WB: I do have my ways about it. It’s a process that often results from something unexpected happening. When I think about A Shadow In Time, I pulled my Voyetra out of the garage after about six or seven years of it being in there, and I wasn’t even sure it was going to work. We got it out, turned it on, and there she was, working again! And when we turned her on, she was making this sound, so I was like, “She’s got a lot to say, lets record this!” I had no clue what she was doing. That piece actually started out of this very quiet part from the end of the Cascade CD version, which I started to play around with, and then the Voyetra came along and it just added something unexpected. I like when shit happens that I can’t control. If I had to think of every single fucking thing, then I’d be so bored. I want that surprise of not knowing.
LE: There is something truly beautiful about happy accidents! So many of the pieces I have made are the result of some unknown agent transforming what I am trying to do for the better. The piece “Object Of Projection,” from the new record, is very much based around that premise. I built a combination of analogue and digital effects running in sequence, but one of the hardware compressors I was using had been manhandled by one of my children when I wasn’t looking. When I fired up the chain the following day, everything sounded completely distorted and like this huge tsunami of rise and fall. It was amazing, and by the time I worked out where that was coming from, I was completely fixated on the sound of it. Chaos is everywhere I guess, in tiny hands and bigger ones too.
WB: Ohhh nice! Out of the hands of babes! That’s for sure, sometimes the most innocent of mistakes opens whole other ways of making work. That said, I’m lucky in that I have a degree in classical training, and certain forms appeal to me in the right circumstance. When I start something out, I have an idea of where I want it to go, but if something unexpected happens, sometimes, not always, there is magic in that. Over the years, I have learned more and more how to listen and stay out of the way, which I know is important to you.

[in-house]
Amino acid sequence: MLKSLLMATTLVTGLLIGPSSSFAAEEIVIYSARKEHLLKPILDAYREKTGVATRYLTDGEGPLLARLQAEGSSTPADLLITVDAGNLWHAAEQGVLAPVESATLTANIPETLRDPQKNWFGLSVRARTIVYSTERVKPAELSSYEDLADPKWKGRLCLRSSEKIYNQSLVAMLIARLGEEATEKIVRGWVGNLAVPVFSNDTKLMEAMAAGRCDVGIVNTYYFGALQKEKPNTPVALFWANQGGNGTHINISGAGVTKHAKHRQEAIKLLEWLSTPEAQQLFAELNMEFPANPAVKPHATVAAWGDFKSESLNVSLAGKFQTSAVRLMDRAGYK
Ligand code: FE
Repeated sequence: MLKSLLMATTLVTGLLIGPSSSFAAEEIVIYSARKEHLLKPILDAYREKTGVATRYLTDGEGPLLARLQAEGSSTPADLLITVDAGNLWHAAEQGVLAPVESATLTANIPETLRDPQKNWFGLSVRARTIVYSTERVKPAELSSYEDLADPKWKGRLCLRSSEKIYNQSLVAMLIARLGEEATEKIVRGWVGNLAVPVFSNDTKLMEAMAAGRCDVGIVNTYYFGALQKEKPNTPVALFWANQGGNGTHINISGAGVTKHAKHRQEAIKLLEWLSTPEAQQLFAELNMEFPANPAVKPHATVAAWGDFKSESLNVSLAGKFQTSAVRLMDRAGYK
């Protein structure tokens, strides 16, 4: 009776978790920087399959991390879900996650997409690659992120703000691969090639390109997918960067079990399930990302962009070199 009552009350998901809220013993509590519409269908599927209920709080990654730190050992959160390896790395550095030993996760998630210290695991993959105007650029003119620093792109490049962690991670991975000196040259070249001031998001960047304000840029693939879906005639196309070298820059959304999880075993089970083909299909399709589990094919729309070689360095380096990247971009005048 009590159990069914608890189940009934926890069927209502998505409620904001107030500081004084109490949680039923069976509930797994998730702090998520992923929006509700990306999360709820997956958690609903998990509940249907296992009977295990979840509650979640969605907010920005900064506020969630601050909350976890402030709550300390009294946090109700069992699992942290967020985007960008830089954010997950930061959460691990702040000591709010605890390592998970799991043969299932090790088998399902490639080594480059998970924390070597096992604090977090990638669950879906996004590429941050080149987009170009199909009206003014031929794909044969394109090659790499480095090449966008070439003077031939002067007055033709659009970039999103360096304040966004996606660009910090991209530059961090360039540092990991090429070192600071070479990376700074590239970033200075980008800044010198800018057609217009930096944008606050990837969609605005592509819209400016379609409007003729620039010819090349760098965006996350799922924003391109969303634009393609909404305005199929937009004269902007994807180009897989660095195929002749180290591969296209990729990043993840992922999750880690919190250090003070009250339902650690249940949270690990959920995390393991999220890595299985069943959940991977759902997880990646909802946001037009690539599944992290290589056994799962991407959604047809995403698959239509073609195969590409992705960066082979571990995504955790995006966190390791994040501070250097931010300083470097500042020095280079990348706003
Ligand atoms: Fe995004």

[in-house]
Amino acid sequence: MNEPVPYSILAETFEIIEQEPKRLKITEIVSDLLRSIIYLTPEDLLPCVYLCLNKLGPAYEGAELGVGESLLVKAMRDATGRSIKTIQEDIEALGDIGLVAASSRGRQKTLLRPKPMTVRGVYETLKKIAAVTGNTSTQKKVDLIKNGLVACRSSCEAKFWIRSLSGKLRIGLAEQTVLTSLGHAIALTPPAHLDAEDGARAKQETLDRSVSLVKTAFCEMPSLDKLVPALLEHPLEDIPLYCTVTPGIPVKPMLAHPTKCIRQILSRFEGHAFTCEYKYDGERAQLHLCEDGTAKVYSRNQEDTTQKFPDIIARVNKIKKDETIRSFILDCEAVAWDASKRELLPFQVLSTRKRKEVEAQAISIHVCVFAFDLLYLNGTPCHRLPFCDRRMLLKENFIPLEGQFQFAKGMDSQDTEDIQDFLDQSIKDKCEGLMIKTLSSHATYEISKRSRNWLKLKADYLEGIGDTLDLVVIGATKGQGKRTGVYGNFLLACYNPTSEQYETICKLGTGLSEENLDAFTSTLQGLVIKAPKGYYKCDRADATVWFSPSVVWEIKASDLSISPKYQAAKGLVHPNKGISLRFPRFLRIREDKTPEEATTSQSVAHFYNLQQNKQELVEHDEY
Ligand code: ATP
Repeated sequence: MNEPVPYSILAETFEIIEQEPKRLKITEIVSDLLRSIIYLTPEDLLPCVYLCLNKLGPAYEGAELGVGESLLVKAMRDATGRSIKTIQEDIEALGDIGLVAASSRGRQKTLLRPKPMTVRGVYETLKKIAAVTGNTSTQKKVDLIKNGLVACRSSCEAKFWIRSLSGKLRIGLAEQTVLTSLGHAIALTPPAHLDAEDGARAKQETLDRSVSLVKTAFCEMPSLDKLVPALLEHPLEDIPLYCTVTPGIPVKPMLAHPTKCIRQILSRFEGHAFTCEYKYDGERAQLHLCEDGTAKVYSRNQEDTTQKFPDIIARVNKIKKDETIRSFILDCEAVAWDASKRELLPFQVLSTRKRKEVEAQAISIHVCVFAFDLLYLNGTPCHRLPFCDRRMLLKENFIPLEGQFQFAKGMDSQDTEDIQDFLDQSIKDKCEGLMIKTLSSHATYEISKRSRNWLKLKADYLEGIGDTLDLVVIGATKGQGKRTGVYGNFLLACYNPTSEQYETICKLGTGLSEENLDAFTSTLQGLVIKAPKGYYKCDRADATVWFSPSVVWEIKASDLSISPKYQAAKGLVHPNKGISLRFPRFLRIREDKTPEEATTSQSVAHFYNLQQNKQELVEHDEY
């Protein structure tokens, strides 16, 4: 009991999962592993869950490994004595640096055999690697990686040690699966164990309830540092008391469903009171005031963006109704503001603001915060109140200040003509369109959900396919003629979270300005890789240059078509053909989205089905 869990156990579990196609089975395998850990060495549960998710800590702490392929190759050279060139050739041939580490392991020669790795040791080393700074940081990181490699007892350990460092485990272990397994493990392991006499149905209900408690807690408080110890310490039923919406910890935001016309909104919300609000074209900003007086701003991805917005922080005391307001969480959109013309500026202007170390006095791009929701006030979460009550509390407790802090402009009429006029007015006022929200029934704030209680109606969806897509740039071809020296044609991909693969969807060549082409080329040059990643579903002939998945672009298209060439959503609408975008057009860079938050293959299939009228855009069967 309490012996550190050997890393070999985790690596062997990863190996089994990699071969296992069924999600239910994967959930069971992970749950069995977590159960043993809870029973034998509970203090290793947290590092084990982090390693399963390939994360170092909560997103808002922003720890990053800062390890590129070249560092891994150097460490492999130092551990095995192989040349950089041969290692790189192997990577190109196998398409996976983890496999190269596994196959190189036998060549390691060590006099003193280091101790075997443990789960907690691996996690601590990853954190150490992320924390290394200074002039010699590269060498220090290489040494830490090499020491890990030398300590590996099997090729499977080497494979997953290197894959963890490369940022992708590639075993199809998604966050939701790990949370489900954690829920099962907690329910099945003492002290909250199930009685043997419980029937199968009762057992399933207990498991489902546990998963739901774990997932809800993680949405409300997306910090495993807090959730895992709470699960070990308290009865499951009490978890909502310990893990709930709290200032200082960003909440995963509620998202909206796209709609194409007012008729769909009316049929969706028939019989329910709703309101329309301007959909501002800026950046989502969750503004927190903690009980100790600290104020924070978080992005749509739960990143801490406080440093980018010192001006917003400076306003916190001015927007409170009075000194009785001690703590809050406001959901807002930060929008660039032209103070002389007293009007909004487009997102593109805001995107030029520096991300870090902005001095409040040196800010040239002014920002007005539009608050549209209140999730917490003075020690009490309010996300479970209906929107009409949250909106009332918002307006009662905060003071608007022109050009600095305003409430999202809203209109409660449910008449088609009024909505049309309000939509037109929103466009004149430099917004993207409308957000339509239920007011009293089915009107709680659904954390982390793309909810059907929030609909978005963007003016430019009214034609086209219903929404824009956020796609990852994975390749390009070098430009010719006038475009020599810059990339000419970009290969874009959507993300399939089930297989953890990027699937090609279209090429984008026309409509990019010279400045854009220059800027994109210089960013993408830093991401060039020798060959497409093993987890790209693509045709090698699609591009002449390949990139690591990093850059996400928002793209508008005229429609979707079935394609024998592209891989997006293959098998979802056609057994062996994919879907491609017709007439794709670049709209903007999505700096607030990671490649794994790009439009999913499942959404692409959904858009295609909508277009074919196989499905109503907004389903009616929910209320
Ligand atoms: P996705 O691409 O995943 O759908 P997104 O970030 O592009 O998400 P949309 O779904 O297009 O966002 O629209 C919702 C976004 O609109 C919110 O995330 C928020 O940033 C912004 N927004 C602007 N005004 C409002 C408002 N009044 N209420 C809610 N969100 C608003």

LE: Yeah, increasingly so, I guess. These past few years, I’ve been spending a lot of time really trying to consider what it is that listening means to what I do. This is especially the case with the field recordings I make. I find it very interesting that somehow field recording has shifted out of its root in 20th-century musicology and ethnography and has been subsumed into the sound arts. This just seemed to have happened, which personally I agree with and think is wonderful. At the same time, this transition seems a bit haphazard, so I’ve been thinking a lot about where it is that the creativity of field recording, as it relates to the practice being welcomed into the canon of sound arts, falls. To me, it’s in the act of listening. I feel strongly listening is actually incredibly creative if it is rooted in affect and represents our agency, as a listener. It’s a kind of politics of perception.
WB: Wonderful! I was very lucky to have an amazing teacher in school who introduced me to Cage. I think that’s where my appreciation for chance comes from. But this teacher also took us outside and taught us how to use our ears. To listen and stretch our ears, to reach out and actually hear the things happening. Right now, there’s a freeway, three blocks from here; if I really focus, I can listen to that, but all of that is going on and we don’t really pay attention most of the time. I was so lucky to have that teacher. Really, they set me up for everything I have done since then. Going back to what you asked about control in the work, the other part of it is definitely editing. You build things up and then you edit them, and in that process, it all happens. I know, listening to your Cruel Optimism, that there’s so much detail in the editing, there just must be?